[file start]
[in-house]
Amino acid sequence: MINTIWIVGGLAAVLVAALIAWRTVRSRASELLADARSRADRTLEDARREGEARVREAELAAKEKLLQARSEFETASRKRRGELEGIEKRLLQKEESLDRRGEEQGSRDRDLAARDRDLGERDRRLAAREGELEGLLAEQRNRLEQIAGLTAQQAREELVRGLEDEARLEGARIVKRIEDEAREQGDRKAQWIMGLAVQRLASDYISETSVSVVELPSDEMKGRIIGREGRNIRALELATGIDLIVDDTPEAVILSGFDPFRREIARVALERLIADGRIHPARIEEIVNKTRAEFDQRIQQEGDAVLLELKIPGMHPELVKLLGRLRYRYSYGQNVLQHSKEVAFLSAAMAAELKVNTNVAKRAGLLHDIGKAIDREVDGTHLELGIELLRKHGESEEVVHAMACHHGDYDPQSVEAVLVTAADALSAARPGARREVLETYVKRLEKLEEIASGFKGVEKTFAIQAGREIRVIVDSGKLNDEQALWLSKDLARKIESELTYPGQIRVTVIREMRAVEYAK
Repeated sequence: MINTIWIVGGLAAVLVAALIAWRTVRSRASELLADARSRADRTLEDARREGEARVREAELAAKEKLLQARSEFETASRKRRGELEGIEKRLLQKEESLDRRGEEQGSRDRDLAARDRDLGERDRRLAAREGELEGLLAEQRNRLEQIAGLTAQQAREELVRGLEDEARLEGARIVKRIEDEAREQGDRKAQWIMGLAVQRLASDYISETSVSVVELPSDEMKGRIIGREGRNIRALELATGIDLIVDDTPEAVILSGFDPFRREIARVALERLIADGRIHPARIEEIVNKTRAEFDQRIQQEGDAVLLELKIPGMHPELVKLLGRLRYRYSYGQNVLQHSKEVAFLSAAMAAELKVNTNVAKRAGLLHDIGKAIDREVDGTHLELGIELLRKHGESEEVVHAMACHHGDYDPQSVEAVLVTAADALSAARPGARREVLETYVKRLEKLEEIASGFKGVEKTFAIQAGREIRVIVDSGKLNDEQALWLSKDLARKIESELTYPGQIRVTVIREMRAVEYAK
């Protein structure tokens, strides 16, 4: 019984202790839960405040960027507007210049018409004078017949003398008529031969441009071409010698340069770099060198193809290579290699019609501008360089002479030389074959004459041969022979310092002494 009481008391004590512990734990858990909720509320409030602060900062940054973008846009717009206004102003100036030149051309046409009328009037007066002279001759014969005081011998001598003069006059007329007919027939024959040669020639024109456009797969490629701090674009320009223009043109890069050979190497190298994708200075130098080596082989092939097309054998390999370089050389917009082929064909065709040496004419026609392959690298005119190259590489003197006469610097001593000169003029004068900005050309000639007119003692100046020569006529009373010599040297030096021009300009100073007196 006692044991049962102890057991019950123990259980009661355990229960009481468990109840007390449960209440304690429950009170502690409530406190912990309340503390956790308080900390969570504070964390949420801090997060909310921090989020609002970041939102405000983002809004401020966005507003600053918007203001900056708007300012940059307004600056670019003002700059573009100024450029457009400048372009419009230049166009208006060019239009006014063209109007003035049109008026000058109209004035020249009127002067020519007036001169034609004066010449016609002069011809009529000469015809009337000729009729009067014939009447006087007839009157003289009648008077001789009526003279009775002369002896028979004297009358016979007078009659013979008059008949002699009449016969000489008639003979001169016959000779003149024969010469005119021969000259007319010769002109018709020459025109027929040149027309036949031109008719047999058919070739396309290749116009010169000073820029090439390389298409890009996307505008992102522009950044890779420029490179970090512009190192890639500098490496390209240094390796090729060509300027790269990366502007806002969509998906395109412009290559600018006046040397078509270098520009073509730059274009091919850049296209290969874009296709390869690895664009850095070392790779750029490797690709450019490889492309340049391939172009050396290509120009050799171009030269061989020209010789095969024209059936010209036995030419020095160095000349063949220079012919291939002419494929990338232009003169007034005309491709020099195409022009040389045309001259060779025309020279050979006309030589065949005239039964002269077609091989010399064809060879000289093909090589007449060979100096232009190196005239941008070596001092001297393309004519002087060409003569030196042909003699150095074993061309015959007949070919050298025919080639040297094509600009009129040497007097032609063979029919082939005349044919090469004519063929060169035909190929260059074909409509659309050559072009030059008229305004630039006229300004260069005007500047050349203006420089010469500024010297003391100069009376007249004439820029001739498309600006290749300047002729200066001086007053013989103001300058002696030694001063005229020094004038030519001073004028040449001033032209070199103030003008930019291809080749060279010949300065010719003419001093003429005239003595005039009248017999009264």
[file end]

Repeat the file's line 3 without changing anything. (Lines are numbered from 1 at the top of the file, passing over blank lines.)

Repeated sequence: MINTIWIVGGLAAVLVAALIAWRTVRSRASELLADARSRADRTLEDARREGEARVREAELAAKEKLLQARSEFETASRKRRGELEGIEKRLLQKEESLDRRGEEQGSRDRDLAARDRDLGERDRRLAAREGELEGLLAEQRNRLEQIAGLTAQQAREELVRGLEDEARLEGARIVKRIEDEAREQGDRKAQWIMGLAVQRLASDYISETSVSVVELPSDEMKGRIIGREGRNIRALELATGIDLIVDDTPEAVILSGFDPFRREIARVALERLIADGRIHPARIEEIVNKTRAEFDQRIQQEGDAVLLELKIPGMHPELVKLLGRLRYRYSYGQNVLQHSKEVAFLSAAMAAELKVNTNVAKRAGLLHDIGKAIDREVDGTHLELGIELLRKHGESEEVVHAMACHHGDYDPQSVEAVLVTAADALSAARPGARREVLETYVKRLEKLEEIASGFKGVEKTFAIQAGREIRVIVDSGKLNDEQALWLSKDLARKIESELTYPGQIRVTVIREMRAVEYAK